Jasmine Ivy at Women of Woo explains this point succinctly: “Don’t compete. Focus on serving. That speaks for itself.” By focusing on serving a tightly-defined niche relating to one’s area of greatest expertise, coaches can reduce the temptation to compete for clients in the broader market.
Top Coaching Mistake 2: Jumping too Quickly to Solutions
Another mistake some coaches make is jumping too quickly to “solve” a client’s problems. This usually comes from a good place. Most coaches get into the industry because they have the desire and skills to help others. Experienced coaches have seen similar issues occur repeatedly during their careers and can often diagnose an issue quickly and provide solutions. In principle, this adds value and makes a coach more effective.
However, coaching is different from many other industries. While getting to the point and providing solutions quickly may be ideal for lawyers, plumbers, or software engineers, it carries dangers for coaches. Coaches are in the transformation business, not the solution business, where many shortcuts don’t apply or are counter-productive. This is actually a key distinction between the role of a coach compared with that of a consultant, as Claire Brown of Coaching Through Clarity explains: “A coach holds a space and provides guidance for their client to connect with their own resources and find the best solution possible in their own situation; they are not there as a mentor or consultant coming in to present the solution.”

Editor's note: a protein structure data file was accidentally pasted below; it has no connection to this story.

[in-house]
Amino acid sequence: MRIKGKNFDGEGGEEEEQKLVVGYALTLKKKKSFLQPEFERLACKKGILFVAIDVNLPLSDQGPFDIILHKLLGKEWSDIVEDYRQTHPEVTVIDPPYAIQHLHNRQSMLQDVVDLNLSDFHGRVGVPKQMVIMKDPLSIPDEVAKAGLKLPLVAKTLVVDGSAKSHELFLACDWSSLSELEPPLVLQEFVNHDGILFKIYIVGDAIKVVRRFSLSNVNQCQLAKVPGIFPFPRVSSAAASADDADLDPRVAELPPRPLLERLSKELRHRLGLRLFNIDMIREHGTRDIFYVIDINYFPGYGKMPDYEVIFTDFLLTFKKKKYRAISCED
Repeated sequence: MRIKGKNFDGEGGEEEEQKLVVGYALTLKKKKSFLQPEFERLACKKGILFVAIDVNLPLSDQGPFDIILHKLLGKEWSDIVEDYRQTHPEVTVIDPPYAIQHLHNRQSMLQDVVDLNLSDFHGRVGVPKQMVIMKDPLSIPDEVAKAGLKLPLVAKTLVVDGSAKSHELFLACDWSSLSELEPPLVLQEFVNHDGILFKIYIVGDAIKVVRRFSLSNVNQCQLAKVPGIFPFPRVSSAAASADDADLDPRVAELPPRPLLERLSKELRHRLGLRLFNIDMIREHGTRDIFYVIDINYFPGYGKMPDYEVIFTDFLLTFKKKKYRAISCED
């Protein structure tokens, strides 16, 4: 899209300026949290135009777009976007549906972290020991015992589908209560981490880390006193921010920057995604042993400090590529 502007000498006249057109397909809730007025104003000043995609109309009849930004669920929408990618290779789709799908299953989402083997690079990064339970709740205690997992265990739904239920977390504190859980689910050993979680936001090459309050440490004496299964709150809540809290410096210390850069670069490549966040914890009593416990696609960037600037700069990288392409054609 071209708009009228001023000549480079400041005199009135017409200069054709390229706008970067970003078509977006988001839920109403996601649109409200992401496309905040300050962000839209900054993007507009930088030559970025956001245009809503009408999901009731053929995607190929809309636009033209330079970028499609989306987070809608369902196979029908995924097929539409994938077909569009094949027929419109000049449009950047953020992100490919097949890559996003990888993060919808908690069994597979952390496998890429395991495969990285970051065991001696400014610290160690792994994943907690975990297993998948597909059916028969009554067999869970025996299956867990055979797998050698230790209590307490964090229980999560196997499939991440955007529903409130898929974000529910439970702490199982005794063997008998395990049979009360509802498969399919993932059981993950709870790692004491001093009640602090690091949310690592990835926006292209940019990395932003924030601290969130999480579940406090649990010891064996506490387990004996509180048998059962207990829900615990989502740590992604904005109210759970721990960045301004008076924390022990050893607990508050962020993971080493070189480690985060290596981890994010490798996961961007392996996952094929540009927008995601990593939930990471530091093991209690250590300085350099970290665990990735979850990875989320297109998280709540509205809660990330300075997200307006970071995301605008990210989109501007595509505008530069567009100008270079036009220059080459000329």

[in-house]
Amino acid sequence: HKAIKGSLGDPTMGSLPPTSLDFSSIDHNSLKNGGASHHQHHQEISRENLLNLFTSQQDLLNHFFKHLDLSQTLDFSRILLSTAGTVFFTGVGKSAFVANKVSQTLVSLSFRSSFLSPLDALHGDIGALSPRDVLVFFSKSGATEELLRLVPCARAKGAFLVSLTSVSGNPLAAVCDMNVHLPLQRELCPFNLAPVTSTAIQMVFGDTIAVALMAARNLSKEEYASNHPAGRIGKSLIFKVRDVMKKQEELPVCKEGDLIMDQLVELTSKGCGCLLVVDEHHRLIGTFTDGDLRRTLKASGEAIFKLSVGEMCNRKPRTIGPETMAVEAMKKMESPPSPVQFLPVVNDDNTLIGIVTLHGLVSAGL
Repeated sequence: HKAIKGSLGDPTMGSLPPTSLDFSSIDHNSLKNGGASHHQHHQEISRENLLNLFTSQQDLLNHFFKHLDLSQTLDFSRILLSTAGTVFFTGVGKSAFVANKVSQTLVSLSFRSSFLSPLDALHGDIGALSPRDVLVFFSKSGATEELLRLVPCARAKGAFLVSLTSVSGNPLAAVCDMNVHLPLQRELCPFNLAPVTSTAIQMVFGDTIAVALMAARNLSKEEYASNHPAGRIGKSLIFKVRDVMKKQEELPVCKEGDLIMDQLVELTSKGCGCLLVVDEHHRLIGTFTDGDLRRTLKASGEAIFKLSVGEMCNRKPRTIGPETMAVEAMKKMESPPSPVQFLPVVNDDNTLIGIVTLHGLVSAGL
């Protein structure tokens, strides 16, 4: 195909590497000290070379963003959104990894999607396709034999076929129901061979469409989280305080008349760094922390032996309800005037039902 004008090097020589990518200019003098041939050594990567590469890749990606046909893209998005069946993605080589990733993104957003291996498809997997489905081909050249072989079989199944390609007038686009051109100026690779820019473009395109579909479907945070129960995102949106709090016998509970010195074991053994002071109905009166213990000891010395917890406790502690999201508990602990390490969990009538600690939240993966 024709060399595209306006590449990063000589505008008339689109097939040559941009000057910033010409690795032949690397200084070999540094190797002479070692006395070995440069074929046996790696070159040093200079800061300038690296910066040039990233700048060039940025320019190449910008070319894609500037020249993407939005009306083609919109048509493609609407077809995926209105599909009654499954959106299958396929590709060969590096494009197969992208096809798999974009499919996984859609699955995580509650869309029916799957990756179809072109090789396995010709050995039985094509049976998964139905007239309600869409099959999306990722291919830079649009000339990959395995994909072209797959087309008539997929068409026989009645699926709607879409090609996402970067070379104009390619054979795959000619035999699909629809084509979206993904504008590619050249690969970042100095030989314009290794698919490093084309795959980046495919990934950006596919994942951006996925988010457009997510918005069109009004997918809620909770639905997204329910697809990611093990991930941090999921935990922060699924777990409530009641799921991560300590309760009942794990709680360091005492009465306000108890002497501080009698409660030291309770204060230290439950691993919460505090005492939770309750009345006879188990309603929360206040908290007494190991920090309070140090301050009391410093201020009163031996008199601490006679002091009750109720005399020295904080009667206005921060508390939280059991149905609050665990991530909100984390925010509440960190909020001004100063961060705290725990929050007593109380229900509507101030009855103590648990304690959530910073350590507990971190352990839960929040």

As Paul Symonds of ProMarketing Online puts this in practical terms:
Talking too much and not listening enough is a key problem for some coaches. When coaching someone, take a step back and listen. Better still, ask the other person questions to help them come up with the answers themselves. This way, they will be more invested in the solution.